GWEN IFILL: Sen. Levin, when the president was asked about this today while traveling in Africa, he said that this is merely a rewriting of history. Tony Blair, the prime minister of Great Britain, said he stands by the reports that were in this British intelligence report. Do you think there should be greater concern at a higher level about the quality of information?

SEN. CARL LEVIN: Well, there’s no doubt, now, that this was factually inaccurate information. I don’t think the president can stand by it, because just the other day the White House acknowledged the statement shouldn’t have been made in the State of the Union message. It was factually erroneous.

So it’s hard for me to believe the president is standing by something he said in the state of the union address, when the White House very specifically just two nights ago said it was factually wrong and never should have been made.

GWEN IFILL: Well, what the president was actually saying was that people were rewriting history. It’s Tony Blair who was standing by the information. I want to go back to Senator Warner on this point, especially about the intelligence questions. You both serve offer the intelligence committee as well, and have information you obviously can’t share. But do you have concerns, particularly about how information of this kind, which proved to be factually incorrect, could make it into a State of the Union speech?

SEN. JOHN WARNER: We’ll eventually find out how that happened. Our committee, together with the intelligence committee is looking into various facets of this thing. But the key thing is I interpret the president today; very clearly said, yes, this was a mistake. It should not have been in the state of the union, except at that time it was the intelligence that was being discussed at the top levels of our government and the falsification of the document hadn’t worked up. A mistake was made, admit it, let’s move on.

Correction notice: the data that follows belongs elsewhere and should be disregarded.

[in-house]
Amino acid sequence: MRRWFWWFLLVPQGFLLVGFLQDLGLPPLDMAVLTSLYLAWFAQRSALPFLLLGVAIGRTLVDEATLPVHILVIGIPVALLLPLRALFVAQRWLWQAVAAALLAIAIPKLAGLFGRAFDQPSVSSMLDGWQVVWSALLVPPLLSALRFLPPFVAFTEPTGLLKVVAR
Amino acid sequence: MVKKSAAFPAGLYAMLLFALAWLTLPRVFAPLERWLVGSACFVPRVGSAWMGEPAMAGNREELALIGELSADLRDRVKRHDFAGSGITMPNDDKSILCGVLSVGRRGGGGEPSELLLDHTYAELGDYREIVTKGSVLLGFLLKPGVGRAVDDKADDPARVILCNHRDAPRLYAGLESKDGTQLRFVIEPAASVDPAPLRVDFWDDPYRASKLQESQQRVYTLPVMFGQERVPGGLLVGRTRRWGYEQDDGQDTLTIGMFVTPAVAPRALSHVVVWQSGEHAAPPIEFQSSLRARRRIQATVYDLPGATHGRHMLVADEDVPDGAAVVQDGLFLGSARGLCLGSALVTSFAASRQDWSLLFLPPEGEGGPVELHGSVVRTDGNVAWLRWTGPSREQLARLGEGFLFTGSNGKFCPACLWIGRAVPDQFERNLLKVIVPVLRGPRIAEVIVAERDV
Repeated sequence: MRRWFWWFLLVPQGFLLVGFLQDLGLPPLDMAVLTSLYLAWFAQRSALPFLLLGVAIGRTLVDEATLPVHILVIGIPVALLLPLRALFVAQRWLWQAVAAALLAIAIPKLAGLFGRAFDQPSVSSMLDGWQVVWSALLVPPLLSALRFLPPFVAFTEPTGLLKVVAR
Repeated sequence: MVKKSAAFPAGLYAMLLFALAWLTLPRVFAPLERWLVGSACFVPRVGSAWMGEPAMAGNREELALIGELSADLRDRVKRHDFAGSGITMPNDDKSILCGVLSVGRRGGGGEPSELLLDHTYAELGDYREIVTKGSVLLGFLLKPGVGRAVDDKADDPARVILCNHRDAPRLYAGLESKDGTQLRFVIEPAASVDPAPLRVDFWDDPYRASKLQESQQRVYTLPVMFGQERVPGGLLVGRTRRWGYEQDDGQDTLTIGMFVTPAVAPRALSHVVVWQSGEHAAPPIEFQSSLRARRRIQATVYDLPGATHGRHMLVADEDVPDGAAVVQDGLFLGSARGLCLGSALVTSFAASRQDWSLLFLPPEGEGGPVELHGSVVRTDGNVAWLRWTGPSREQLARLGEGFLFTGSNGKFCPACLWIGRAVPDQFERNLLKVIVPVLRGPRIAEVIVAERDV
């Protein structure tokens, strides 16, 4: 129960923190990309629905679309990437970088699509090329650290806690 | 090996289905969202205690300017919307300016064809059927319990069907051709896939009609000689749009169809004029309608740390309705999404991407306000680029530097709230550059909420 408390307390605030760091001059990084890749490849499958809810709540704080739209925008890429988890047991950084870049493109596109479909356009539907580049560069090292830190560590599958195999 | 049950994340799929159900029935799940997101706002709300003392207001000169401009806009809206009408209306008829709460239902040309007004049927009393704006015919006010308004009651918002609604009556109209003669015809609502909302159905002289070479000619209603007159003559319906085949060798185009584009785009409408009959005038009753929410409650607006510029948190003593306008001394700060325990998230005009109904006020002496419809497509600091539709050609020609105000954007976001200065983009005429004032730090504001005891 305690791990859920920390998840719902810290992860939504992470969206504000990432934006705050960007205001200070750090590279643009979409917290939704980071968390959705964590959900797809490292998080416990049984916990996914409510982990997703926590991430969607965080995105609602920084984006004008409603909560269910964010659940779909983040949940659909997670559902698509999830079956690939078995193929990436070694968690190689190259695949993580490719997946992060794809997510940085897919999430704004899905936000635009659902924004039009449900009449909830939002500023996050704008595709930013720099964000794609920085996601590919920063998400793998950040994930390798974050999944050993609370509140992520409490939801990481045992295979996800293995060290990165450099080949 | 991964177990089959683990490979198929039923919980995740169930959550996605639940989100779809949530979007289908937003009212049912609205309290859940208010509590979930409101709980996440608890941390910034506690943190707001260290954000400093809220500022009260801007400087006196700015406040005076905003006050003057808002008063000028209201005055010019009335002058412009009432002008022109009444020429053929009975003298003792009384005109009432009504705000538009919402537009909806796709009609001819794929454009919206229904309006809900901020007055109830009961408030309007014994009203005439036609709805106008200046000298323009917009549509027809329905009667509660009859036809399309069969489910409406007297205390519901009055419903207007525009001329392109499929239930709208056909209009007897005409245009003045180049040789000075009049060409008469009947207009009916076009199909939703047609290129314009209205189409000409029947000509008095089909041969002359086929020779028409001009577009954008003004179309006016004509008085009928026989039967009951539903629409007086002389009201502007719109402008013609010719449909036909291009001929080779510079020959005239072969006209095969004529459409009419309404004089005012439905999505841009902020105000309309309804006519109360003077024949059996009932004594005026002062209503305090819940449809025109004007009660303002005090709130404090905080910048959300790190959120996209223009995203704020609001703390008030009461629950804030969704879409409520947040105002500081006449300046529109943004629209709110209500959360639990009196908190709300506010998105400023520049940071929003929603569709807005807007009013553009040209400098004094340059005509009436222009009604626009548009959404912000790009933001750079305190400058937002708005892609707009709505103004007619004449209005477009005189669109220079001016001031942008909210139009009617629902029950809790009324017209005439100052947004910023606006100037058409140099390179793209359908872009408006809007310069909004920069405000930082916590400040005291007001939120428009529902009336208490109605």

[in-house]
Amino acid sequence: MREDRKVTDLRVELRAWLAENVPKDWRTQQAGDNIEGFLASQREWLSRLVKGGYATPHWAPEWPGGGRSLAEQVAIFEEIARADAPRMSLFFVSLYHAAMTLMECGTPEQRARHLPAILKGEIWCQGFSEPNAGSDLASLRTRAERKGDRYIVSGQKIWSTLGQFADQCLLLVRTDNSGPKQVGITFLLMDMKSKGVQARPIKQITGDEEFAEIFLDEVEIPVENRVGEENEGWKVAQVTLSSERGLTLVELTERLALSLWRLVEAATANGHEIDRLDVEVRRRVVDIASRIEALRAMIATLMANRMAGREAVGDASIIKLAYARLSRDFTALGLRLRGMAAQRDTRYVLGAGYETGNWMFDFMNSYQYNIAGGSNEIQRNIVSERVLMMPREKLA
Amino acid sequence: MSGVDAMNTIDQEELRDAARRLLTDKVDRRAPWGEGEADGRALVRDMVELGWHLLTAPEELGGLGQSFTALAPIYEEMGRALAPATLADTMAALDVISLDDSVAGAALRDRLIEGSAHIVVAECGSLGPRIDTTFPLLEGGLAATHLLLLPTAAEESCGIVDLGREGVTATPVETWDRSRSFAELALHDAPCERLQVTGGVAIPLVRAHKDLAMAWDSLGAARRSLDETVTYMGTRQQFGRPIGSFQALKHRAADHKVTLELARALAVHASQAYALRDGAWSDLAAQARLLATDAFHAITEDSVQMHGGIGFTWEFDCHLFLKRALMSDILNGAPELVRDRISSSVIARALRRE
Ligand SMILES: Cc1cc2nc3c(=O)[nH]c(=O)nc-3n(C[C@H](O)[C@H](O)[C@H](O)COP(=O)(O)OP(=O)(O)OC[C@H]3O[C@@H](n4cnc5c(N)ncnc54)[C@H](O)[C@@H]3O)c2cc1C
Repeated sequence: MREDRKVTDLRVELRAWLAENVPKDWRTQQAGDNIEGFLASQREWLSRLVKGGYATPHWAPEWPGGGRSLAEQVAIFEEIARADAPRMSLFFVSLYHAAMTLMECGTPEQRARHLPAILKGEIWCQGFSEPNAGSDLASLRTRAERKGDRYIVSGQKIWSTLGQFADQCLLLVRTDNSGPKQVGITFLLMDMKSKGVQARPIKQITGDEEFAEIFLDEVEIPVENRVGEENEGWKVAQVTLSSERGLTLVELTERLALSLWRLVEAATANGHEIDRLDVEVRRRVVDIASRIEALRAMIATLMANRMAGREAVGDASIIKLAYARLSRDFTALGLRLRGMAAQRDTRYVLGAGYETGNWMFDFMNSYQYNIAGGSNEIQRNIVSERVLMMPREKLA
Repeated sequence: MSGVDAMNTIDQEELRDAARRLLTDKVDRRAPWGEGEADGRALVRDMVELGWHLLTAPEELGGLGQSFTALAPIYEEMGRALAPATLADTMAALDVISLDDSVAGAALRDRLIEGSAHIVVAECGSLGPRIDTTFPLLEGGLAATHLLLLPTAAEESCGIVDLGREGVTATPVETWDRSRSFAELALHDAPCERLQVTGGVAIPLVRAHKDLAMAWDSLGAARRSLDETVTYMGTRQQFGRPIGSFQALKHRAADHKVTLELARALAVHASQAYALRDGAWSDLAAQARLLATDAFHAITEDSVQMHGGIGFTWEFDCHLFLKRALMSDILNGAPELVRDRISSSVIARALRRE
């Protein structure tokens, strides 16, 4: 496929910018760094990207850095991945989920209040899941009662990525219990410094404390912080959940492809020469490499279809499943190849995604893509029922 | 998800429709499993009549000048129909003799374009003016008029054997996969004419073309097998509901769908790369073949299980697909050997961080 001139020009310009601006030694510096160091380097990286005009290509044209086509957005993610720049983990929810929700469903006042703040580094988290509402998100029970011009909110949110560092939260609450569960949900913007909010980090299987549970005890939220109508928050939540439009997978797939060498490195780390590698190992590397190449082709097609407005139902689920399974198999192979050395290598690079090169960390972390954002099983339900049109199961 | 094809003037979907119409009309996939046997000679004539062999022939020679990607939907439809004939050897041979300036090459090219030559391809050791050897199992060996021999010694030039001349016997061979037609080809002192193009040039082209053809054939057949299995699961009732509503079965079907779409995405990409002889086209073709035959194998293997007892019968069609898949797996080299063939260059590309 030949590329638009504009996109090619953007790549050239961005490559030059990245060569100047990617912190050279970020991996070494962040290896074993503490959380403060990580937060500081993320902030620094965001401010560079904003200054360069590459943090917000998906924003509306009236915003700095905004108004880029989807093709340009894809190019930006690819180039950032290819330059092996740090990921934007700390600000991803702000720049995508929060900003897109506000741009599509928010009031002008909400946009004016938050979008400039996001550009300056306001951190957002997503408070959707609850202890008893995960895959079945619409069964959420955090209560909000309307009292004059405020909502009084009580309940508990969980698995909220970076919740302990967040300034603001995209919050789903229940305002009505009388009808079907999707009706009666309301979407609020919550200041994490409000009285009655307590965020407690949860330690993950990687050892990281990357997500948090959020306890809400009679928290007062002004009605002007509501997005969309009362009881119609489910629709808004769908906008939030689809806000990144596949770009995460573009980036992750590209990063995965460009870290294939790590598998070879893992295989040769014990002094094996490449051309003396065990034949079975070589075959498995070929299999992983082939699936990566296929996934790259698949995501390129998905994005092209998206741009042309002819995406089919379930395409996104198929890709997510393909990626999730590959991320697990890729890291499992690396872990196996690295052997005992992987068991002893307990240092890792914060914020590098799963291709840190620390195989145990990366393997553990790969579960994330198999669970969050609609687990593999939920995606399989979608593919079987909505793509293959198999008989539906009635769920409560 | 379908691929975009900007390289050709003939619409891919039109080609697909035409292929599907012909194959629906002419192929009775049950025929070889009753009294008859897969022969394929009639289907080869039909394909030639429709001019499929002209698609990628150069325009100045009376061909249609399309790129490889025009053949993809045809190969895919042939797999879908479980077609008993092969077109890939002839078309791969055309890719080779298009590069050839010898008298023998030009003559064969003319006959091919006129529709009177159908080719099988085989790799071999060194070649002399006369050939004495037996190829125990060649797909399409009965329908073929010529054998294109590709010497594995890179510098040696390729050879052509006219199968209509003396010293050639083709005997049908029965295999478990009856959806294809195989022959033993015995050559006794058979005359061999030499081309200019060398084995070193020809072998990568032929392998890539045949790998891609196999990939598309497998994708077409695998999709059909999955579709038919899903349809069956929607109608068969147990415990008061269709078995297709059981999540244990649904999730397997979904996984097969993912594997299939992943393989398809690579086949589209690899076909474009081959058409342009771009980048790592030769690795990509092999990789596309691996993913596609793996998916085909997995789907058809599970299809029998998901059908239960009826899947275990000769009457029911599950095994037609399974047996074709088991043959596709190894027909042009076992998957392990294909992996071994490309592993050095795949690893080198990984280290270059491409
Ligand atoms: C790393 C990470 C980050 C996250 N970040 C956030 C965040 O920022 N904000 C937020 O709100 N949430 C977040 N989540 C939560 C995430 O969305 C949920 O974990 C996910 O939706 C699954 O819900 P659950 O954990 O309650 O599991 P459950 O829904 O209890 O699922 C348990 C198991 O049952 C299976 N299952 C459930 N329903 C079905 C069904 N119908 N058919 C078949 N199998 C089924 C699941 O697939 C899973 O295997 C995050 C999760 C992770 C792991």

But it was only one piece of intelligence that led to the conclusions that Secretary Powell presented to the United Nations, that was presented to the congress in a number of hearings and consultations. One bit of information, but the other matrix around is a solid case for the action that we took by using force against Saddam Hussein.

GWEN IFILL: So you, as a senator, as a leading senator in this matter, do not feel at all misled by the administration about the reasons we went into Iraq?

SEN. JOHN WARNER: I certainly at this point in time, and I have studied this now day after day, for months. I have not seen those facts which would lead this senator to believe that our president, our secretaries of state or defense or the CIA director or any of them, manipulated or tried to change this information in such a way as to promote a political goal of going to war. That was not it. We went to war because it was a threat to have weapons of mass destruction in the hands of Saddam Hussein and his government. And as time will tell, he had them and we made the right decision to use force when diplomacy failed.

GWEN IFILL: Sen. Levin, do you believe that the administration has been as candid as it can be about these issues, not only about the uranium sale, but also about the existence of weapons of mass destruction?

SEN. CARL LEVIN: I think there’s significant, very troubling evidence that the intelligence community exaggerated, shaded, shaped their conclusions in order to support the policy goals of the administration. Not just with this uranium sale, which the intelligence community knew for at least nine months before the State of the Union message was bogus information and apparently did not share it with the top policy makers, but also relative to the aluminum tubes issue, relative to the connection of Iraq — the alleged connection between Iraq and al-Qaida, and a number of other issues relative to the weapons of mass destruction.

The American people were told that it was those weapons of mass destruction, which were there with certainty, which caused us to go to war. It seems to me it’s critically important that we have confidence in the intelligence, particularly if it’s going to lead to fateful decisions, life and death decisions. For instance, now there’s a suggestion that there’s a connection between Iran and al-Qaida, that the intelligence community is allegedly making. If we can’t have confidence in that we may be making a very bad mistake. We have got to have confidence in the intelligence provided to us.